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If you’re gonna have an Enduro specific saddle, a Cyclocross specific saddle shouldn’t be far behind, which is exactly what you find in the new SRX3. This time Ergon drew on the experience of Wolfram Kurschat, a professional cyclocross and mountain bike racer, to create a flatter saddle that you would find on a road bike again for ease of movement. There is a slight kick at the back of the saddle to push against when going hard, but softer edges and more padding make mounts and dismounts comfortable as they can be. Again offered in three models, the SRX3, SRX3 Pro, and SRX3 Pro Carbon with the same rails as the Enduro saddles which come in at 260g, 225g, and 195g. The SRX is only offered in one width, and will retail for $89-200.

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When Ergon introduced the CF3 Pro Carbon seatpost last year, it gained a lot of press due to its leaf spring suspension design. Sale of the seatpost had been delayed due to safety testing, the but post is cleared for take off and should be available in a week or two. The post uses essentially two flat carbon fiber springs that work in opposition when you hit a large enough bump. This post is designed for the road, so while it may look like the perfect post for your hard tail mountain bike, you’ve been warned.

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New for this year for both sides of the pond, is the CF3 Pro Carbon Setback post which is a 25 or 13mm setback version of the original. The set back can be changed by flipping the clamp head, or you can purchase an adapter head for use with oval carbon rails. Both posts also have a new emery material on the sides of the post around the split to keep it from slipping in your seat tube. Both models will retail for $299.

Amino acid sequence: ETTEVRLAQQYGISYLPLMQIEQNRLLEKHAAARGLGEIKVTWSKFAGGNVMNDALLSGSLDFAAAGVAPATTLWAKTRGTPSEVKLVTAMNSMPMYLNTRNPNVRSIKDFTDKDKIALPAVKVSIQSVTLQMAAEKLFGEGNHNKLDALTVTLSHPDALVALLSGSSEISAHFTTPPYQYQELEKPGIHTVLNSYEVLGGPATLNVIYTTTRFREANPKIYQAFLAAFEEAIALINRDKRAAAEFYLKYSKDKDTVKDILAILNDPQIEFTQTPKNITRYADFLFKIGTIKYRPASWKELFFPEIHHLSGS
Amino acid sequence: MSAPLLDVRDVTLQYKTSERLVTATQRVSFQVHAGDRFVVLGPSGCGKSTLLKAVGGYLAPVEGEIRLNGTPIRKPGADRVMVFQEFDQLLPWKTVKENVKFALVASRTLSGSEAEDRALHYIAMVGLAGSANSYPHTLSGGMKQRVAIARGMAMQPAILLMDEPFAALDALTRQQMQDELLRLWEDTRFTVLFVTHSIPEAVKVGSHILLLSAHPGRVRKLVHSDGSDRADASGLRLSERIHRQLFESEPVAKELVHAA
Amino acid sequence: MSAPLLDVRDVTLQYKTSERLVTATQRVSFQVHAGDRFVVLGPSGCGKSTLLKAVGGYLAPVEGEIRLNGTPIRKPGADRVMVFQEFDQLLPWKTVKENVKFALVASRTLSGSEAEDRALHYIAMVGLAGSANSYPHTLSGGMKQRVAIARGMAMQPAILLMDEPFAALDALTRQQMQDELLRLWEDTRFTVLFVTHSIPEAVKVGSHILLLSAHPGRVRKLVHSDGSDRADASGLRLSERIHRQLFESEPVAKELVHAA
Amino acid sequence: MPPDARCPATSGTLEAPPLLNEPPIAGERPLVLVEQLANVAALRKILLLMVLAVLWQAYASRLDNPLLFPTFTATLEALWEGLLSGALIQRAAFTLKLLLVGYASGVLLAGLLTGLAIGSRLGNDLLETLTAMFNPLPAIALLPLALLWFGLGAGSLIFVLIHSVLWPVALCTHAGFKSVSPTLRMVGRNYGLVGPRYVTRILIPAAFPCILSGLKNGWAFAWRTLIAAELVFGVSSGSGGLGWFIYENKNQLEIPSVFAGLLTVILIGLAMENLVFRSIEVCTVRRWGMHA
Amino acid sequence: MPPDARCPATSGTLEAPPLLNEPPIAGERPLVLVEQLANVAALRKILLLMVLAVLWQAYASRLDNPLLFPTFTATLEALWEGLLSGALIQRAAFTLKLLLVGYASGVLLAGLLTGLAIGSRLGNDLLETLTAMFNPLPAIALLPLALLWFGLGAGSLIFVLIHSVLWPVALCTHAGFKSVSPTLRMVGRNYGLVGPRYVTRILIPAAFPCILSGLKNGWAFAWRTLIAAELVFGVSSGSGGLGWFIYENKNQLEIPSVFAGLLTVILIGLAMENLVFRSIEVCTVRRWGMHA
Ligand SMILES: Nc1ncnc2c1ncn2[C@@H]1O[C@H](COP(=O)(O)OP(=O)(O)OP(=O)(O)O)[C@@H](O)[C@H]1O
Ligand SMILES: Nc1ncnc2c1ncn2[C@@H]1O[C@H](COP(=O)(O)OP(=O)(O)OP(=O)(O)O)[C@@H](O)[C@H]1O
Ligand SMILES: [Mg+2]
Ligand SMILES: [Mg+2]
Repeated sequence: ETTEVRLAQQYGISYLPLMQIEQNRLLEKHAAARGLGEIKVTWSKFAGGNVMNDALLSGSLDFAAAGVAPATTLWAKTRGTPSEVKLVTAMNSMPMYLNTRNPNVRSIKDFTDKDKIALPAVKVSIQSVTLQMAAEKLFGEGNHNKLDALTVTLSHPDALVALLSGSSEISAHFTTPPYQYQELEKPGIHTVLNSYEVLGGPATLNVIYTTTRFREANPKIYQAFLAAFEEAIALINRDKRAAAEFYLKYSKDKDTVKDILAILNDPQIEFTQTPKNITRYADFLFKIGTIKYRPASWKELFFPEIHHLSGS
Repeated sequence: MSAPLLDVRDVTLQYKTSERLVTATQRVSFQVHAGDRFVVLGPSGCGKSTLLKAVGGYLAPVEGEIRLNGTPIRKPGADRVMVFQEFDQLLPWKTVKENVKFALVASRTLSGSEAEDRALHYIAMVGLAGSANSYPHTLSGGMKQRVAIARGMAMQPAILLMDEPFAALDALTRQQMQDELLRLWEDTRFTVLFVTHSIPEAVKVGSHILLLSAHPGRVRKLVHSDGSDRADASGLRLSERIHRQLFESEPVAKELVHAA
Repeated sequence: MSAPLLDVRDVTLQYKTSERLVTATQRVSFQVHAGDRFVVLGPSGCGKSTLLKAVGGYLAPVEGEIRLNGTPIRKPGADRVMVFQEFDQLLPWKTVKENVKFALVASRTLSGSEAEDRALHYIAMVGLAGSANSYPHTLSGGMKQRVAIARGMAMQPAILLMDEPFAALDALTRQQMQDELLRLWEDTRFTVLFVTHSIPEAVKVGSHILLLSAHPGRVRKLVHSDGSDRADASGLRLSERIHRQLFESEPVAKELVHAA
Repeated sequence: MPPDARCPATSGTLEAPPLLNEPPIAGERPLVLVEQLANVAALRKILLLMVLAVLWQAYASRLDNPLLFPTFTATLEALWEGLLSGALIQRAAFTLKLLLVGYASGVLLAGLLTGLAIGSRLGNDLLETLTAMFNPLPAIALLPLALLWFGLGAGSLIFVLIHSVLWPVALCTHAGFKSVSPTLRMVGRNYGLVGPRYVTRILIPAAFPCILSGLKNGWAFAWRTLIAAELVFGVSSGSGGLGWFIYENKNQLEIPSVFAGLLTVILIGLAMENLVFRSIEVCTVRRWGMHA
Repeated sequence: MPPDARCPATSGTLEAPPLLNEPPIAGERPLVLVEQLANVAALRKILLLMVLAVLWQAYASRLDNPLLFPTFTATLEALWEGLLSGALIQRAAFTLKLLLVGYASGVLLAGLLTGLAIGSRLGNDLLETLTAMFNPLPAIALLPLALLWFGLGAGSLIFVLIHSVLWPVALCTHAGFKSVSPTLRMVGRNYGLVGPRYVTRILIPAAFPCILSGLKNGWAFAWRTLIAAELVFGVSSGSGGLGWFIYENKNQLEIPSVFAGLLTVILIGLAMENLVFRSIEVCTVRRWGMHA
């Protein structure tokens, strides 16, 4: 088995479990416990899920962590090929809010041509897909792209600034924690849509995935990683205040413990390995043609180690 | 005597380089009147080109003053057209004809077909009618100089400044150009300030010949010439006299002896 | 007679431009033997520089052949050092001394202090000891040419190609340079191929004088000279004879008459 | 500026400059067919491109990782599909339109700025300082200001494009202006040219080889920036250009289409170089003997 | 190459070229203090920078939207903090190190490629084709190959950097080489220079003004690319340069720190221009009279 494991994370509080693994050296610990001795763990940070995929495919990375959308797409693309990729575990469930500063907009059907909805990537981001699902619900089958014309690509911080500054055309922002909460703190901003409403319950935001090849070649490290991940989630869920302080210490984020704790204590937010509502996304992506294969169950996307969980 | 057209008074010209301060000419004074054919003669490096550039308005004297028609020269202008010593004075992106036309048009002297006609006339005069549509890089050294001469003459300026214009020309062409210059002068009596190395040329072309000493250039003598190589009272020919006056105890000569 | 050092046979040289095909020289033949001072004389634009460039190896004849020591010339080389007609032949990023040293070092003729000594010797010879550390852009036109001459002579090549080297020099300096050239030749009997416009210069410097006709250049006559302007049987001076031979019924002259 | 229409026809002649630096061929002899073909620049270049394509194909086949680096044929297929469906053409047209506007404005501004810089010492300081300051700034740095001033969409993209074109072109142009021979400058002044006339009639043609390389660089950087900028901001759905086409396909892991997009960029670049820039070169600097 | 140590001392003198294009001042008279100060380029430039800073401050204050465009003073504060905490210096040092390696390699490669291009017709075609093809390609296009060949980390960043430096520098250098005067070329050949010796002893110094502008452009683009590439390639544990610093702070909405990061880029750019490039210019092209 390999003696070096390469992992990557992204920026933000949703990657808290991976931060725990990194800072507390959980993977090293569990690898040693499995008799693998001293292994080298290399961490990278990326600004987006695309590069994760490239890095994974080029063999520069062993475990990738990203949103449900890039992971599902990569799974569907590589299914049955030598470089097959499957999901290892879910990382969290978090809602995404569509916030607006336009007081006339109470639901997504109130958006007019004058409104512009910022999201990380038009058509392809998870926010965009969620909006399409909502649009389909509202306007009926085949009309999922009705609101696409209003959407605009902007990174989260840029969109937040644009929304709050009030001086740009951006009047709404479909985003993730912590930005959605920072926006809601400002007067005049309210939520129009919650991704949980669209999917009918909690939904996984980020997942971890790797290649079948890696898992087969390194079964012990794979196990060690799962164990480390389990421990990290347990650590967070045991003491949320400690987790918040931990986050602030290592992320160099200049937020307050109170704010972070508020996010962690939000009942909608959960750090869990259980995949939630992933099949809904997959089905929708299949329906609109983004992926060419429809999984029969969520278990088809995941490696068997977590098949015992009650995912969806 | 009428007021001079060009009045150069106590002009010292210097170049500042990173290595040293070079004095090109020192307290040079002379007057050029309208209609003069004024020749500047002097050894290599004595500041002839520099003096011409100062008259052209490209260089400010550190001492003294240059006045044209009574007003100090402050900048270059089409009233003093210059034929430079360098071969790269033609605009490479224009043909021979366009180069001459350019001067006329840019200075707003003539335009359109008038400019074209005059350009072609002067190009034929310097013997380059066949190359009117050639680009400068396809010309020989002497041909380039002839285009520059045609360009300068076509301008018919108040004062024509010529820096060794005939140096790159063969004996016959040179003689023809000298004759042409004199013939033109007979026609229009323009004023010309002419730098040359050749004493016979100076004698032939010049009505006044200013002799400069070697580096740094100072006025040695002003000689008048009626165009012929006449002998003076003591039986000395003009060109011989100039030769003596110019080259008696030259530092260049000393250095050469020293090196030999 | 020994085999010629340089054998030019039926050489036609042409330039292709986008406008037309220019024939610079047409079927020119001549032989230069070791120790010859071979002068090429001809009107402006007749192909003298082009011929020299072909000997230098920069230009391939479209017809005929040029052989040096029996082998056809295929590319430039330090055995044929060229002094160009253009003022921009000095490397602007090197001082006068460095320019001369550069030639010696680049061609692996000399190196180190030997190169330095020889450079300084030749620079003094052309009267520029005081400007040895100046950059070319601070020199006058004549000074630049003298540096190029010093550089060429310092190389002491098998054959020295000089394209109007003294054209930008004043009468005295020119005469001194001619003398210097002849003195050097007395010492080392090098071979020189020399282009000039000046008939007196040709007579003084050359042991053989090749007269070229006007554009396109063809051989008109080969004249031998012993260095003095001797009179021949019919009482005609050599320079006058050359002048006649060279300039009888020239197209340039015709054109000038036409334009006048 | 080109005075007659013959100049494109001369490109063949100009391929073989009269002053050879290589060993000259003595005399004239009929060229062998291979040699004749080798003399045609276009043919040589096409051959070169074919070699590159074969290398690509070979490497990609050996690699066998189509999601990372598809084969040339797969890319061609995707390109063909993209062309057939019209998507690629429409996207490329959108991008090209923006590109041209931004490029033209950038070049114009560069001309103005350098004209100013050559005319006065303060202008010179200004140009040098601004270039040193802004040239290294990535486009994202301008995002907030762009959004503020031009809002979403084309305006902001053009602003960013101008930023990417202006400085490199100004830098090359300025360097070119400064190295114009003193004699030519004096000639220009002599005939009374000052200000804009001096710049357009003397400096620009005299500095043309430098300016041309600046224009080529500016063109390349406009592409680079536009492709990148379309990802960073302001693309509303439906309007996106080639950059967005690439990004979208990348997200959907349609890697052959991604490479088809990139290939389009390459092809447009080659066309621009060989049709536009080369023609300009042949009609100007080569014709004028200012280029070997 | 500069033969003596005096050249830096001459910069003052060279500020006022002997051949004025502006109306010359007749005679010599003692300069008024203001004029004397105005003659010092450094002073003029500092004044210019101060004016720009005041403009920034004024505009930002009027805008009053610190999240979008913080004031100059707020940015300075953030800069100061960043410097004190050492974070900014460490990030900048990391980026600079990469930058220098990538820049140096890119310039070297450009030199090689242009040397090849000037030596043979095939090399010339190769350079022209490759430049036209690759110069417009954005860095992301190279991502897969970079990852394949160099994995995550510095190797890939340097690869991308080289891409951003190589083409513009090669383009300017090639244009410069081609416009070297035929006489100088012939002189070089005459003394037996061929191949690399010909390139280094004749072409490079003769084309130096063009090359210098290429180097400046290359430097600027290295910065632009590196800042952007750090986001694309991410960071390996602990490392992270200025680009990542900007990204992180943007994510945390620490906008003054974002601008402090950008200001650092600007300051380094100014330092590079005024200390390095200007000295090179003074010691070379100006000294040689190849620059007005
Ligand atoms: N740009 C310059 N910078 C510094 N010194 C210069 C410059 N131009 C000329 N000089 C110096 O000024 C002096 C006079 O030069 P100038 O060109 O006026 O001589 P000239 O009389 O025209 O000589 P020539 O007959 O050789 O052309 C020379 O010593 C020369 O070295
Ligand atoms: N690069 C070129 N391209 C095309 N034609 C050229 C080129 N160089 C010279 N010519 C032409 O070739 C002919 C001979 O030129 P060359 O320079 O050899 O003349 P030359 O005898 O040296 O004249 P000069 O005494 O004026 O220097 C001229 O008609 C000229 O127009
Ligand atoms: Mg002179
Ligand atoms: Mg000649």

ergon BA3-SuperEnduro_pers ERgon BP100_front

Apparently for 2014, there is a new UCI rule for Enduro that every athlete must have some type of spine protection. That was apparently a bit of a mix up. There are races in Europe that require back protection, and the Ergon 2014 catalog states that it is “TüV/GS tested and certified for UCI Enduro Races,” but there is apparently no upcoming UCI rules about back protection. Sorry for the confusion. So, to give riders equipment that will comply with the regulation the BA3 EVO pack has been updated to include a compartment for a back protector, while keeping all of the previous features including the hydration pack slot. Just what back protector? Why the new BP100 of course. Designed to fit into the BA3 series packs, the UCI certified spine protection weighs only 144g and slips easily into the pack.

Other news for Ergon packs is that for 2014 all packs will be offered with or without an Ergon BH300 3 liter hydration bladder made by Hydrapak.

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In addition to a number of design updates and new grips, the GS1 will now be offered in a twist shifter size. Offered in dual or single twist shift packages, the GS1 Twist grips will include an extra grip ring to dial in your grip width.